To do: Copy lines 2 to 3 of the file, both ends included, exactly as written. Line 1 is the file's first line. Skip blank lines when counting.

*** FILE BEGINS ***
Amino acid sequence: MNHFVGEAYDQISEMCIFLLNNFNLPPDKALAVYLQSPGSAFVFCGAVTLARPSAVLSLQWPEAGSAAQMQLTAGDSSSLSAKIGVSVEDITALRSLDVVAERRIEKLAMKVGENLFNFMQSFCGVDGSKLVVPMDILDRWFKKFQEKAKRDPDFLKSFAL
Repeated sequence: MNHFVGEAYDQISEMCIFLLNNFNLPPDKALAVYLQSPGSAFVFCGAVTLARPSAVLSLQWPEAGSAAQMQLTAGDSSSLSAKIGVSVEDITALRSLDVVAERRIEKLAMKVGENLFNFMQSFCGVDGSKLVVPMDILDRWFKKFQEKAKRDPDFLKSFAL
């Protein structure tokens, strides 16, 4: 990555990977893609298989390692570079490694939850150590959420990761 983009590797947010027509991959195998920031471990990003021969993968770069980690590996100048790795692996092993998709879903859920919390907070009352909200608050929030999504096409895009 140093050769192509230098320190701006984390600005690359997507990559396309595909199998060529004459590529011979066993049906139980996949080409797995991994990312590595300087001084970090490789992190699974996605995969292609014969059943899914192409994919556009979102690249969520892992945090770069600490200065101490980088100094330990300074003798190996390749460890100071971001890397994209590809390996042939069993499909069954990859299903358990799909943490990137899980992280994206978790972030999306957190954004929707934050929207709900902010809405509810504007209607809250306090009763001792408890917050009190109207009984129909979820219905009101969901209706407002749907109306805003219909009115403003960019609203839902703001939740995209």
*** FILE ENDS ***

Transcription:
Repeated sequence: MNHFVGEAYDQISEMCIFLLNNFNLPPDKALAVYLQSPGSAFVFCGAVTLARPSAVLSLQWPEAGSAAQMQLTAGDSSSLSAKIGVSVEDITALRSLDVVAERRIEKLAMKVGENLFNFMQSFCGVDGSKLVVPMDILDRWFKKFQEKAKRDPDFLKSFAL
């Protein structure tokens, strides 16, 4: 990555990977893609298989390692570079490694939850150590959420990761 983009590797947010027509991959195998920031471990990003021969993968770069980690590996100048790795692996092993998709879903859920919390907070009352909200608050929030999504096409895009 140093050769192509230098320190701006984390600005690359997507990559396309595909199998060529004459590529011979066993049906139980996949080409797995991994990312590595300087001084970090490789992190699974996605995969292609014969059943899914192409994919556009979102690249969520892992945090770069600490200065101490980088100094330990300074003798190996390749460890100071971001890397994209590809390996042939069993499909069954990859299903358990799909943490990137899980992280994206978790972030999306957190954004929707934050929207709900902010809405509810504007209607809250306090009763001792408890917050009190109207009984129909979820219905009101969901209706407002749907109306805003219909009115403003960019609203839902703001939740995209």